The Narcotic Drugs and Psychotropic Substances Act, 1985, commonly referred to as the NDPS Act, is an Act of the Parliament of India that prohibit a person the production/manufacturing/cultivation, possession, sale, purchase, transport, storage, and/or consumption of any narcotic drug or psychotropic substance. Section 67 of the NDPS Act states “Power to call for information, etc. Any officer referred to in section 42 who is authorized in this behalf by the Central Government or a State Government may, during the course of any enquiry in connection with the contravention of any provisions of this Act”. The judgment was given by the High court of Delhi in the case of Mahmood Kurdeya vs. Narcotics Control Bureau, Case no. [1030/2021]
By the Hon’ble Ms. Justice Mukta Gupta. The counsel for petitioner was Mr. Anoop Kumar Gupta, Advocate and counsel for respondent represented by Mr. Subhash Bansal, Sr Standing Counsel for NCB with Mr. Shashwat Bansal, Adv.
The petitioner is a 23 old, Syrian national staying in Delhi as refugee pursuant to the registration and verification by the UNHCR since 2015 and has been falsely implicated in case no. viii/28/dzu/2018 of the respondent. The respondent on 24 the September, 2018 give a secret information was received by NCB officer that a Turkish national, namely, Erbil Han aged about 27 years is departing from IGI Airport by Turkish Airlines flight 717 at 0615 hours and was suspected to have concealed huge quantity of narcotics or psychotropic drugs in his baggage. After giving necessary permission from Superintendent, the NCB teams search the petitioner but not recovered anything from personal search but in his red bag a large quantity of drugs recovered.
The counsel for the petitioner contends that the only evidence linking the petitioner to the contraband recovered is the statement recorded under Section 67 of the NDPS Act by the officer. The counsel further stated that the statement given by the co-accused Arjun Elawd stands retracted. The co-accused Arjun Elawadi who was the alleged manufacturer and supplier of the banned substance who ultimately, financially gained from the alleged transaction has already been granted regular bail by the Court and hence on parity the petitioner is also entitled to bail. Further the counsel said that the statement recorded by the NCB under section 67 of the NDPs Act cannot be voluntary because the petitioner do not understand Hindi or English either and no translator was provided by the respondent.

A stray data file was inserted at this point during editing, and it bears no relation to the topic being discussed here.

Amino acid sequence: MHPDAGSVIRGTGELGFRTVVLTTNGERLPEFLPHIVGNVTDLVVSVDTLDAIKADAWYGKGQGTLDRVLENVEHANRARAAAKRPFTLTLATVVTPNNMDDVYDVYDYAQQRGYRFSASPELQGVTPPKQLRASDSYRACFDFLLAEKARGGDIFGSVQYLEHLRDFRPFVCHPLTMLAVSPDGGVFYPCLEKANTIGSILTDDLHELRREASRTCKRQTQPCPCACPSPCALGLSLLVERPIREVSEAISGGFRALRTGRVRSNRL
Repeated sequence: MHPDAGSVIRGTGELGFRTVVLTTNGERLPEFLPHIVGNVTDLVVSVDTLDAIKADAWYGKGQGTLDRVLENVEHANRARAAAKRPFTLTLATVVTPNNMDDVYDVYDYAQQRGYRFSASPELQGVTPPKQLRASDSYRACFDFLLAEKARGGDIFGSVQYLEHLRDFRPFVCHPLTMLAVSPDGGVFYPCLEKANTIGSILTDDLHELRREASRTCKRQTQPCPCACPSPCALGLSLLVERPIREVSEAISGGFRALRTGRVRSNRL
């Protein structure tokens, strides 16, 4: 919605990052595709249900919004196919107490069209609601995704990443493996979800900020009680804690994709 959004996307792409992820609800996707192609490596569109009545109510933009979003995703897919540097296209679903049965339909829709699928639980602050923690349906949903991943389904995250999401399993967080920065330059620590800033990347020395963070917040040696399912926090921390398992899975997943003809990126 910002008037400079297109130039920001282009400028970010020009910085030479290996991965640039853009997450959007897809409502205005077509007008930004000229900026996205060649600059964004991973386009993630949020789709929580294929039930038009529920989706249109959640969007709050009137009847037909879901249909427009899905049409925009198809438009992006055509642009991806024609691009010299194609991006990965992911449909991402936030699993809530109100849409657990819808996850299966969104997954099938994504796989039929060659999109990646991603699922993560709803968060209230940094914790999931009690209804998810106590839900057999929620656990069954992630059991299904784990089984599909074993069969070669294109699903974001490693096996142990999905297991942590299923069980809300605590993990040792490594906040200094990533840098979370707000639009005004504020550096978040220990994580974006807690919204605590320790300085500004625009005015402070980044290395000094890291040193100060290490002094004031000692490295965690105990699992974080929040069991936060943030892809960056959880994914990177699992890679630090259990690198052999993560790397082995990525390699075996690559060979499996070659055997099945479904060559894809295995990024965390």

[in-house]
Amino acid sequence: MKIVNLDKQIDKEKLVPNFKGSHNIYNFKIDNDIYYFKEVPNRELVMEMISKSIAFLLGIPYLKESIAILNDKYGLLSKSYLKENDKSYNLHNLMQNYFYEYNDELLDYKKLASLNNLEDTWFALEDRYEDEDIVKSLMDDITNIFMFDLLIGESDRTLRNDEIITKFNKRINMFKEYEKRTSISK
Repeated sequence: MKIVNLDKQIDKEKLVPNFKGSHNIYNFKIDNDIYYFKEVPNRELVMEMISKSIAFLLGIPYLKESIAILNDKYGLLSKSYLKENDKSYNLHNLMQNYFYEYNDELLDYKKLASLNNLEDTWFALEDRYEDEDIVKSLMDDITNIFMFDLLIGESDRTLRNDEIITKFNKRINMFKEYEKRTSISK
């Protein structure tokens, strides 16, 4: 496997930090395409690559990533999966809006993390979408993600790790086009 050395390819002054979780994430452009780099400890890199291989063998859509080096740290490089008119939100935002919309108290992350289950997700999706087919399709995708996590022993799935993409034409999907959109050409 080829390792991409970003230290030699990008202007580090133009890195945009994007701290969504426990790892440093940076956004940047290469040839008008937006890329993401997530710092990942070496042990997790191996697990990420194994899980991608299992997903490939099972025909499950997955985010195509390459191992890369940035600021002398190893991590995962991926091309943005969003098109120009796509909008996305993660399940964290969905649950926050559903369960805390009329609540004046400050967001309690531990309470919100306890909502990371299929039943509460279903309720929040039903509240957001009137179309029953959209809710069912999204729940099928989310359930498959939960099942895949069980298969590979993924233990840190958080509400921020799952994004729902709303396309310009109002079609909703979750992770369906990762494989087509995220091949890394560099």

The counsel for the respondent that said that from the petitioner red bag large quantity of Tramadol hydrochloride table with manufacturing date of July 2017 & expiry date of June 2020 recovered. The counsel further said that from another bag of the petitioner , containing 1900 strips of 10 tablets. The counsel stated that the petitioner was provided a translator. Further Erbil Han had a photograph of the petitioner which he identified and put his signature thereon. And four guarantee cards were found in the bag which revealed the shop from where bags where purchased. And the shop owner showed photo of the petitioner which he identified stating that the petitioner purchased the bags.
After hearing the both side of counsel, the court said that the statement of petitioner was recorded voluntary and from the CCTV footage it was cleared that the bags belongs to the petitioner. Further, the owner of bag shop also identified that the petitioner was one who purchased bag from shop. Further, mirror image of the mobile phone of the petitioner was taken from which incriminating evidence in the form of photographs of weighing of trolley bags, photos of weighing of tablets, photos of recovered trolley bags, photos of Erbil Han counting cash, photo of hotel card, etc. were recovered which connect the petitioner with the illegal trafficking of Tramadol tablet and exporting thereof in violation of the provisions of the NDPS Act.
The Court relied upon Supreme Court on judgment of Toofan Singh Vs. State of Tamil Nadu  4 SCC 1 was stated that “the statement recorded by the respondent under Section 67 of the NDPS Act can be used limited to the extent permissible under Section 27 of the Indian Evidence Act”.
However, at noted above, pursuant to the statement of Erbil Han, CCTV footage of the hotel showed the petitioner entering the hotel with the bags that contained the contraband. The said evidence can be used under Section 27 of the Evidence Act against Erbil Han and as substantive evidence in the form of CCTV footage against the petitioner. Cannot be said that there is no legally admissible evidence against the petitioner to demonstrate his complicity in the alleged infringement, at this stage this Court finds no basis for grant bail to the petitioner. Therefore the petition was dismissed.